He left the closed plant and 7,000 acres to his second wife, Callicia Allaire Tompkins Allaire (d. 1878), and their son Hal (1847-1901). That will was contested by the children of his first wife, Francis Duncan Allaire (d. 1856?). Eighteen years of litigation followed before the case was decided in favor of Callicia and Hal Allaire in 1876.

Hal Allaire had studied architecture and graduated from Columbia University in 1869. Although he never fully practiced his profession, he designed several noted residences in Lakewood, NJ. He was a solitary, creative individual, and never married. When his mother died, he continued living alone in the Big House. While he remained at Deserted Village, as it became known, he let the property fall into disrepair. The only project of his father's that he continued was the raising of pedigree cattle.

In 1874, Hal was appointed Postmaster at Allaire. He also was a stockholder of the Farmingdale & Squan Village and Freehold & Jamesburg Agricultural Railroad Companies, and served on the Board of Directors of the latter. He also served as agent at Allaire for the Pennsylvania Railroad Company.

He nurtured his creative inclination by producing and acting in theatrical productions held at Allaire. He would design the sets and costumes and also have his friends act in the plays. These productions was attended by the surrounding community.

Before Hal died in 1901, he sold Allaire to W.J. Harrison of Lakewood, NJ. In 1907, Harrison sold 5,000 acres to Arthur Brisbane, an editorial writer for Hearst Publications. In 1927 or 1928, Brisbane leased 200 acres, including Deserted Village, to the Monmouth Council of Boy Scouts for twenty years for use as their headquarters. Brisbane intended to give Deserted Village and surrounding acreage to the State, for use as a recreational park and preserve the historic site, but died before these plans were actualized. In 1941, Phoebe Brisbane deeded Deserted Village and other property to the State in accordance with her husband's wishes. It was not until 1957, however, that a non-profit corporation was established to raise funds from private sources for restoration purposes. On June 1, 1957, Allaire State Park was dedicated and today restoration of Deserted Village continues.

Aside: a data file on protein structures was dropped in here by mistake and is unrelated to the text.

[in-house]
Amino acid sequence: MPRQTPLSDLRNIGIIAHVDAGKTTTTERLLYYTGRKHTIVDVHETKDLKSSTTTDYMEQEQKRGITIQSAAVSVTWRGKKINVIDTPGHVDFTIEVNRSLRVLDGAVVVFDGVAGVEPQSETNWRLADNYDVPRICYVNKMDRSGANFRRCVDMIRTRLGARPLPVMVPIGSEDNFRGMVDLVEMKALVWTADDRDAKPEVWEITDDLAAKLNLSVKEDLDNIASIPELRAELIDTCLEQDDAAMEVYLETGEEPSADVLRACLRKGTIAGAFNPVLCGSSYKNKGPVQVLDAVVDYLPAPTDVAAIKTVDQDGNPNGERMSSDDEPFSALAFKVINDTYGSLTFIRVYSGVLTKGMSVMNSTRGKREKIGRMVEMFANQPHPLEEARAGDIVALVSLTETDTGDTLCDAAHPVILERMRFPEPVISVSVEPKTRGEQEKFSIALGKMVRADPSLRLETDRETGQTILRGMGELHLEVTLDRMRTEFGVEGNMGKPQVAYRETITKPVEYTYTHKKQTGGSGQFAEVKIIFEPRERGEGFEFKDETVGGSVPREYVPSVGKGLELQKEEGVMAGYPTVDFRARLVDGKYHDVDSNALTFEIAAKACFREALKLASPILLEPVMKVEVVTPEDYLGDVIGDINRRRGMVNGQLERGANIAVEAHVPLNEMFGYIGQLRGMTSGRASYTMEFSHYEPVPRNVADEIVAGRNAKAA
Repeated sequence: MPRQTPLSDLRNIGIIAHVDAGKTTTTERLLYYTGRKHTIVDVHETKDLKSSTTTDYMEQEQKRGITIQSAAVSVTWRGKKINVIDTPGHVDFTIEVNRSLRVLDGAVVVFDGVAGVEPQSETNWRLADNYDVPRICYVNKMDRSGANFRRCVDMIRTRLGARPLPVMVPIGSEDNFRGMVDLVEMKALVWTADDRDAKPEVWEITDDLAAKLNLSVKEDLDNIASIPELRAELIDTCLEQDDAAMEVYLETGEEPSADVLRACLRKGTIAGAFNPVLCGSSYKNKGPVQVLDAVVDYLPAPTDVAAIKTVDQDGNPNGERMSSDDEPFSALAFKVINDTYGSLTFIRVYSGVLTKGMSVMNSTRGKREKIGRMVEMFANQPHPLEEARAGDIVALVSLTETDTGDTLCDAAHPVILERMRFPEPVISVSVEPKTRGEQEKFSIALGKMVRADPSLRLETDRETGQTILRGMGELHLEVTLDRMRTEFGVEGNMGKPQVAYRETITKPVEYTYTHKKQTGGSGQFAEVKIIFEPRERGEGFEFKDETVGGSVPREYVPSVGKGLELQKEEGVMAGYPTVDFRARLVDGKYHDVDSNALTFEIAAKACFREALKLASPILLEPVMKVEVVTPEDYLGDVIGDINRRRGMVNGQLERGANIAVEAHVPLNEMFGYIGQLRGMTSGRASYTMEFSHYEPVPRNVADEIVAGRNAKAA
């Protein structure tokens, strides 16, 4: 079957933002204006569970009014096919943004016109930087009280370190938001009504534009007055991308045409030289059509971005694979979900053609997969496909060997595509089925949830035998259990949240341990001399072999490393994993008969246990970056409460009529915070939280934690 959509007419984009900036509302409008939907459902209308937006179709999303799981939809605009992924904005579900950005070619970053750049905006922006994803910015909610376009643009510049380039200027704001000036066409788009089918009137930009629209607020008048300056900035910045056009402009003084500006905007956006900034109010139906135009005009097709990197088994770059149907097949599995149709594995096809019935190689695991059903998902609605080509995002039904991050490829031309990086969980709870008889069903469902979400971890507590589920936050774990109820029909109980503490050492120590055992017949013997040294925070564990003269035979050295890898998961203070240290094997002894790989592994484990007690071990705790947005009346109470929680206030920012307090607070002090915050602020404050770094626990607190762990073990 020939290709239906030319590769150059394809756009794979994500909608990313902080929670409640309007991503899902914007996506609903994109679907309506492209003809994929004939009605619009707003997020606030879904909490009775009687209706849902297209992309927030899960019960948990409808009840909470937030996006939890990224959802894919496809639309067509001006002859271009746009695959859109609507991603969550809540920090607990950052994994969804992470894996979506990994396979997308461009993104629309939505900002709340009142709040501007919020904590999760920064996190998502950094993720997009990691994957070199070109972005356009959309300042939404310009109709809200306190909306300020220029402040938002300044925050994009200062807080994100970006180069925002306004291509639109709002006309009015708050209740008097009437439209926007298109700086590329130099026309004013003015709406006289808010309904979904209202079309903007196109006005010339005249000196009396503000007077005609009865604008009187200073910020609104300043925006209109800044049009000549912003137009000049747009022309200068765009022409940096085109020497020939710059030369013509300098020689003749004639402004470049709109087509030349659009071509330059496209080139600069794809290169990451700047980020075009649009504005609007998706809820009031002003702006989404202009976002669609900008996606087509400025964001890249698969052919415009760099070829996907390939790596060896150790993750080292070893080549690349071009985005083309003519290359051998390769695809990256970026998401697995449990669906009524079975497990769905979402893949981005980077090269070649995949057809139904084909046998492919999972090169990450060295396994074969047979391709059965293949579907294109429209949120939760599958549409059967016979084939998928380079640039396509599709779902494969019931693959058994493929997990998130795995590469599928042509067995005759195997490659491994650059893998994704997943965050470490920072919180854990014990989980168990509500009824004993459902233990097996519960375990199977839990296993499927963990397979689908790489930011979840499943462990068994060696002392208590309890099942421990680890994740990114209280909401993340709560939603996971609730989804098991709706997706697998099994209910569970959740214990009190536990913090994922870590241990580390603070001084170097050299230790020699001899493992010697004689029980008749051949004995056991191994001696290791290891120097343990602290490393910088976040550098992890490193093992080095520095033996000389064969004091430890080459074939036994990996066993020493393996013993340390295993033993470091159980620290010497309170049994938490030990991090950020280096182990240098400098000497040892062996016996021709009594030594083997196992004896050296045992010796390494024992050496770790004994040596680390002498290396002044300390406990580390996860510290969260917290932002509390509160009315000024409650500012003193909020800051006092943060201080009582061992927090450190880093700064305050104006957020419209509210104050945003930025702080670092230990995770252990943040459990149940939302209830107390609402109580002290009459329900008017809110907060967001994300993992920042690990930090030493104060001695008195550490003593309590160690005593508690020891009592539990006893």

DESCRIPTION OF COLLECTION

The Allaire Family Papers and Records contain family papers and business records of James P. and Hal Allaire. The collection also contains papers and records of Callicia A.T. Allaire, James' second wife.

This is also a subject collection through various donors. The types of material contained in the collection include correspondence, legal and financial records, miscellaneous manuscripts, printed material, and maps. The collection is divided into two record groups, with the papers and records of James P. Allaire constituting the first group, and those of Hal Allaire compromising the second group. Callicia A.T. Allaire's items are contained within both record groups. The bulk of material dates from the 1820's to 1901.

The James P. Allaire correspondence (ca. 1820's-1852) primarily consists of letters to Callicia. There are a few letters from his first wife, Francis. The remainder of the letters are from business associates and Howell Works managers, including James P. Smith (1832-?) and Stephen S. Garrison (1843-1846?). (Please see Appendix B for a list of correspondents.)

James Allaire's legal papers include agreements, memorandums, a land description, a judgment, bonds, a citation, an affidavit, an assignment, indentures, a summons, a power of attorney, a will probate, and the March 4, 1822 Act of Incorporation of the Howell Works Company.

His financial records include an account of stock at Howell Furnace, accounts, freight accounts of Captain John U. Allaire for the steamboat "ORUS", and bound account and receipt books. The bound volumes are particularly noteworthy. The receipt book of J(ames) P. Allaire (1826-1849) acknowledges payment of his personal debts to creditors in New York. The receipt book of Howell Works (1838-1855) acknowledges payment of company debts to creditors. The account book of James P. Allaire Works, NY (1821-1876) records the accounts of that foundry and include numerous references to steamboat accounts. The account book of Howell Works Store (1825-1826) contains accounts of store customers for drygoods and foodstuffs. This volume includes a separate name index to the accounts.